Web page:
Habits: Teaching Kids Good Habits Should be a Priority
By John Feehery
Old habits die hard.
Bad habits are hard to break.
Good habits can be life-savers.
If you learn to brush your teeth three times a day, the chances that your teeth fall out of your mouth decline precipitously.
If you get in the habit of having a beer before you go to school every morning, you probably aren’t going to be graduating from college.
Habits are contagious.
Studies show that if you are around a bunch of people who have the habit of working out and eating healthy, you are much more likely to do the same.
On the other hand, if you hang out with folks who think that a light lunch is two Big Macs, you are either hanging out with the football team or a bunch of really fat people.
Teaching good habits should be the focus of our public school system.
But good habits can’t be taught by teachers alone.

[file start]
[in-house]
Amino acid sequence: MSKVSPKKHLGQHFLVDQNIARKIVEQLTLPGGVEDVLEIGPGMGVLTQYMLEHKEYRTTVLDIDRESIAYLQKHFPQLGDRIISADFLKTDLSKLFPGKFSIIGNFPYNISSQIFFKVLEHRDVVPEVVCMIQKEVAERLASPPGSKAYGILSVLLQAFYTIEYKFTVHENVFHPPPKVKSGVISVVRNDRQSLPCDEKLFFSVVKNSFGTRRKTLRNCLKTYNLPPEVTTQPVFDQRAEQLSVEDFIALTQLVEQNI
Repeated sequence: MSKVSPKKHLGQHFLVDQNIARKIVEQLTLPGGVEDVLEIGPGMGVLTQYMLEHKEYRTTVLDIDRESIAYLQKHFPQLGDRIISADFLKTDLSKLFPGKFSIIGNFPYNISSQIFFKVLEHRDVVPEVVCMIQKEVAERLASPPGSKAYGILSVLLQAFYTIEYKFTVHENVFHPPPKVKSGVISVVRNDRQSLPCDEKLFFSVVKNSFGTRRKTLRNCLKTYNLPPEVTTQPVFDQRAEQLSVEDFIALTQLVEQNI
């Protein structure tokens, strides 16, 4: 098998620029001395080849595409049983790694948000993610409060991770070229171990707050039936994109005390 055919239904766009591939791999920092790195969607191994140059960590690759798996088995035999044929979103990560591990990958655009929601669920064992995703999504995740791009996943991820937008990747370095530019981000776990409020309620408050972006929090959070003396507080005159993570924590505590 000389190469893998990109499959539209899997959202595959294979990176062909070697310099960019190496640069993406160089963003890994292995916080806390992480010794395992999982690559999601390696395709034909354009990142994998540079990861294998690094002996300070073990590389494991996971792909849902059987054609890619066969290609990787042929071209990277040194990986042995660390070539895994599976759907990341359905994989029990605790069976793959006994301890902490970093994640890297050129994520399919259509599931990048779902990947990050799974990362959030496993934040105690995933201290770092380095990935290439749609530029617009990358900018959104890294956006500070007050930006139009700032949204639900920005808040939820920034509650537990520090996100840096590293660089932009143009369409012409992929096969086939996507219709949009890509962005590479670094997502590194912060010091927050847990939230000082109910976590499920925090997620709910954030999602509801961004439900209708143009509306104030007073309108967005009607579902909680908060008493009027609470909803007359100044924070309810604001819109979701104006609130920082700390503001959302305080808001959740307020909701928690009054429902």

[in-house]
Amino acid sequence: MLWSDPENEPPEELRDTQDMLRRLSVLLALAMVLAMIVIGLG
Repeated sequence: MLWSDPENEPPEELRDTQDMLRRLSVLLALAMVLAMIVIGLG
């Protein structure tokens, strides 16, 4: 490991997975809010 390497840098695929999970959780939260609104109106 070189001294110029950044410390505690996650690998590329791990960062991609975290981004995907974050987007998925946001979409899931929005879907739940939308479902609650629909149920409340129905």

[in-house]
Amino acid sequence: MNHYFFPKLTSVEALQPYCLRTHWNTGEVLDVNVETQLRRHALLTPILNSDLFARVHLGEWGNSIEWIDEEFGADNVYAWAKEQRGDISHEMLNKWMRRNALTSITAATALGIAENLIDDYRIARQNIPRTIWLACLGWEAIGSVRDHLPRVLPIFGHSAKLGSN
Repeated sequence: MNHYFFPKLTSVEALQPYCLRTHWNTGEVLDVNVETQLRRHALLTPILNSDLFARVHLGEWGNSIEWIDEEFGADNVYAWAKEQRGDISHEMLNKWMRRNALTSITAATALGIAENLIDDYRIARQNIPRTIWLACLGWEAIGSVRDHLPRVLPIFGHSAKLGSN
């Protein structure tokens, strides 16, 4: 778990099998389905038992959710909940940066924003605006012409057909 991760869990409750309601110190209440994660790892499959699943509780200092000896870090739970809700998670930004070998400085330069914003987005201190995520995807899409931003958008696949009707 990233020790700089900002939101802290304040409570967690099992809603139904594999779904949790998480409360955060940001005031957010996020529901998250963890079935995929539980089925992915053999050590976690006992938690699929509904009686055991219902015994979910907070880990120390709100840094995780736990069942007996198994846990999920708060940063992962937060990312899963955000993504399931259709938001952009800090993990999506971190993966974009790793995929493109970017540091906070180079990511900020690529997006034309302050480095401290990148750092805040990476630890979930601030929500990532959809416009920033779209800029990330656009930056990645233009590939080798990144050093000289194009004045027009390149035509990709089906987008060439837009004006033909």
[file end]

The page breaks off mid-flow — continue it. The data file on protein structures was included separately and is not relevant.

I bet you that if you have classroom of kids with good habits and a bad teacher and you pit them against a classroom of kids with bad habits and a good teacher, the kids with good habits would score higher on test scores.
Sure, kids learn from their teacher, but they learn a lot more from their classmates.
Kids who learn the value of reading from their parents are much more likely to succeed than kids who learn the value of turning on the television.
While I don’t think that parents should be mandated by the federal government to inspire their kids to read at night, brush their teeth, eat their vegetables, say please and thank you, make their bed and chew with their mouths closed, those kinds of good habits should be strongly encouraged.
We don’t teach good habits any more. We should make it a priority.